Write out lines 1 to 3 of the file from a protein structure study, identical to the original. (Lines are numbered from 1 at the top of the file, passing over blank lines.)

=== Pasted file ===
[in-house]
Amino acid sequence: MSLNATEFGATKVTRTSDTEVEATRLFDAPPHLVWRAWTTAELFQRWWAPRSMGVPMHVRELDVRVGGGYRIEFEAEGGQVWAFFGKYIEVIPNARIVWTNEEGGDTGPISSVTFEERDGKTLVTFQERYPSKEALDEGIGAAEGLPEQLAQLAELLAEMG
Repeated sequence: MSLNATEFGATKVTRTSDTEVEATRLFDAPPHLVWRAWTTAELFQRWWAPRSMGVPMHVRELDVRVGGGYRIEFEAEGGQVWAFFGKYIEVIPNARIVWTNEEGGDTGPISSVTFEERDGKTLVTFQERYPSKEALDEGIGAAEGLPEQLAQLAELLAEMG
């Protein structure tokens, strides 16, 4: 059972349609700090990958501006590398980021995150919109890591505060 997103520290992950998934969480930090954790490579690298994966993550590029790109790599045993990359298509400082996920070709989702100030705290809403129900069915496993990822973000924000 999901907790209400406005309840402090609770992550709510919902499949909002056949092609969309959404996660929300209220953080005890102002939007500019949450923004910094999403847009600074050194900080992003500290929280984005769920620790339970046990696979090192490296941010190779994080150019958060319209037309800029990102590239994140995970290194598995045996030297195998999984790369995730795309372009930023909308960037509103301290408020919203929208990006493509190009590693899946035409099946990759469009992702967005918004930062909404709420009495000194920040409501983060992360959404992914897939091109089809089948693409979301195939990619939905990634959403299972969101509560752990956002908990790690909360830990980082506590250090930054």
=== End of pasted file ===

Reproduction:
[in-house]
Amino acid sequence: MSLNATEFGATKVTRTSDTEVEATRLFDAPPHLVWRAWTTAELFQRWWAPRSMGVPMHVRELDVRVGGGYRIEFEAEGGQVWAFFGKYIEVIPNARIVWTNEEGGDTGPISSVTFEERDGKTLVTFQERYPSKEALDEGIGAAEGLPEQLAQLAELLAEMG
Repeated sequence: MSLNATEFGATKVTRTSDTEVEATRLFDAPPHLVWRAWTTAELFQRWWAPRSMGVPMHVRELDVRVGGGYRIEFEAEGGQVWAFFGKYIEVIPNARIVWTNEEGGDTGPISSVTFEERDGKTLVTFQERYPSKEALDEGIGAAEGLPEQLAQLAELLAEMG